RHA is a specialist British earphone manufacturer with a product line that covers every base from the budget through to the more audiophile end of the market. It’s no secret that most people listen to music using personal devices far more than they did in the past, but what’s changed in the last couple of years is that streaming services are now offering better quality audio streams. iOS has a toggle for high quality audio over cellular for example, and the whole idea behind TIDAL is that it streams at higher quality than some other services.
All of this means that people are taking earphones more seriously nowadays. The T20i is the flagship in RHA’s lineup and quite a unique product, especially if your only experience of earbuds up until now has been the ones that came with your phone. The buds themselves are molded in stainless steel and feel extremely solid. They are as a result slightly heavier than regular earbuds, but moldable over-ear hooks can be shaped around the backs of your ears to hold them in place more comfortably. This system works well and feels more natural than the hooks used in the T10i, which I found a little too stiff and chunky.
High quality stainless steel finish
The cable has a three button remote for playback controls and a mic for taking calls: the earphones are “Made For Apple” certified, and companies can only use this with official approval from Apple. They work with other devices too, of course. The connector plug is very solid and metal-cased, and the whole thing feels very well-built and sturdy. In the box you also get a quality carrying case and a stainless steel holder with ten pairs of ear tips each of differing size and material so that you can find the pair that best suits your ear canals. This helps you find the perfect fit and amount of noise isolation—when you do, the isolation from outside sound is remarkable.
Choose from the 10 pairs of tips (the tenth is already fitted to the buds)
So far, maybe no big surprises. But what’s most interesting is the three pairs of “tuning filters”, each of which can be screwed to a bud to change the audio response. The Treble and Bass filters are self-explanatory, while the Reference filters offer a more neutral sound. These are differently shaped internally and really do make a difference to the character of the earphones. You’ll have your own preference, of course, but I found the Treble and Reference filters a little too harsh in the upper mids at high volumes, while the Bass filters seemed to mitigate this to my ears. Bass response was solid with the Reference filters and heavyweight with the Bass filters, and the earphones can provide plenty of volume, with the DualCoil dynamic drivers handling pretty much everything I threw at them.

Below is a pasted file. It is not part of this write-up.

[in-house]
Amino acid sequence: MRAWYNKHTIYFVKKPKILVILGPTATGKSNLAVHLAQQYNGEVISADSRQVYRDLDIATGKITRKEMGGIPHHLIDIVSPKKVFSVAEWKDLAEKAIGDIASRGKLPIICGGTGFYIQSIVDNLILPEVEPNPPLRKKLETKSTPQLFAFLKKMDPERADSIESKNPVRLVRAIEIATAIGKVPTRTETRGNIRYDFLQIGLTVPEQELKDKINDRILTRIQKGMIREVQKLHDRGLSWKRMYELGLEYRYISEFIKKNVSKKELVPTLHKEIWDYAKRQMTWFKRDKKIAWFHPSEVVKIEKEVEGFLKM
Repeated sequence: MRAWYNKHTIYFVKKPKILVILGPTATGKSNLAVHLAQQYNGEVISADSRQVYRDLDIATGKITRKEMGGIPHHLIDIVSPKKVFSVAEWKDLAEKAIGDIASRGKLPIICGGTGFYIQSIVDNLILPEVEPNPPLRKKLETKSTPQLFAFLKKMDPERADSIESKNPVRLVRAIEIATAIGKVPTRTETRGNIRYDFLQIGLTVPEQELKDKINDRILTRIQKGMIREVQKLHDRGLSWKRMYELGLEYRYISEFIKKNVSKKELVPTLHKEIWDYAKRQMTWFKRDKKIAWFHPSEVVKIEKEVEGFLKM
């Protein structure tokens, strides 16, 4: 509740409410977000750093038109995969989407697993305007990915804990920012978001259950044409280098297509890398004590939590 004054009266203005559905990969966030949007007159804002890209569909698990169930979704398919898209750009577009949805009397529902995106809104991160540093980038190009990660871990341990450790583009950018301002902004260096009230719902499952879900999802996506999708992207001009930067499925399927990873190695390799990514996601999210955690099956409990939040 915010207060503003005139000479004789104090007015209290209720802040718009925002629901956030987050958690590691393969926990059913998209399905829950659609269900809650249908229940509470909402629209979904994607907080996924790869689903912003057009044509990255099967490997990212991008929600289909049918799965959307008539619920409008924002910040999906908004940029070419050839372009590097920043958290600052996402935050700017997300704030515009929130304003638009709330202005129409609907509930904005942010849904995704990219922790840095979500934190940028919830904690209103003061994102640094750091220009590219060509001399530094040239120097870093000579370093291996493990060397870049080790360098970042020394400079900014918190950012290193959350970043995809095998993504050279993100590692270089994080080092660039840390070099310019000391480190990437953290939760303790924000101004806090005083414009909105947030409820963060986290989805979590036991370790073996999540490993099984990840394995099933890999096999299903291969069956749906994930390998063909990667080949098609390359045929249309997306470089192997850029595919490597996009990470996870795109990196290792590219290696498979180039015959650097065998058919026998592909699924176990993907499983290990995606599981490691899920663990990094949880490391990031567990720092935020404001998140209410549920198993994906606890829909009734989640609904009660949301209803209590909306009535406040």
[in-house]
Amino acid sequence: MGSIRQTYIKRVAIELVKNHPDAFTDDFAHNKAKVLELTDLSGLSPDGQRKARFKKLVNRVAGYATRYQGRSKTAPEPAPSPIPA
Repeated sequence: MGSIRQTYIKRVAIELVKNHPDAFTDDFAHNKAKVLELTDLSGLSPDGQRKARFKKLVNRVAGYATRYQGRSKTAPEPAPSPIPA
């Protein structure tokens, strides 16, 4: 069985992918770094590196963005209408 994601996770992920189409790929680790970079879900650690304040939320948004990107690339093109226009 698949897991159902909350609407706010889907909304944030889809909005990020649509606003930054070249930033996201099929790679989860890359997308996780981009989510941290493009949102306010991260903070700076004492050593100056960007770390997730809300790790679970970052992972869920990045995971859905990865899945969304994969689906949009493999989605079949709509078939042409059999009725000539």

Three pairs of tuning filters let you tailor the physical output of the earphones
I never use any kind of software EQ to change music playback: I’m a bit of a purist who thinks that the mix and the hardware should be good enough in the first place. But the three tuning filters are a great way to let you change the sound by modifying the hardware, which I’d argue is fair enough, and not an option you usually get. You probably won’t switch them around all that much (dubstep and chamber music in one sitting is unlikely) but it’s good to have the option. These are at the higher end of what you might expect to pay for earphones, but they’re extremely well built, offer good (and genuinely useful) customization options and bags of power.
Price: £189.95 GBP /around $270 USD
Pros: Excellent build quality. Ear hooks more comfortable than on some other models. Three tuning filters to modify the hardware. Great selection of tips for ideal fit. Good noise isolation. Deliver plenty of oomph. Powerful bass.
Cons: At the higher end of what you might expect to pay for earbuds. Upper mids could be harsh at high volumes in some configurations.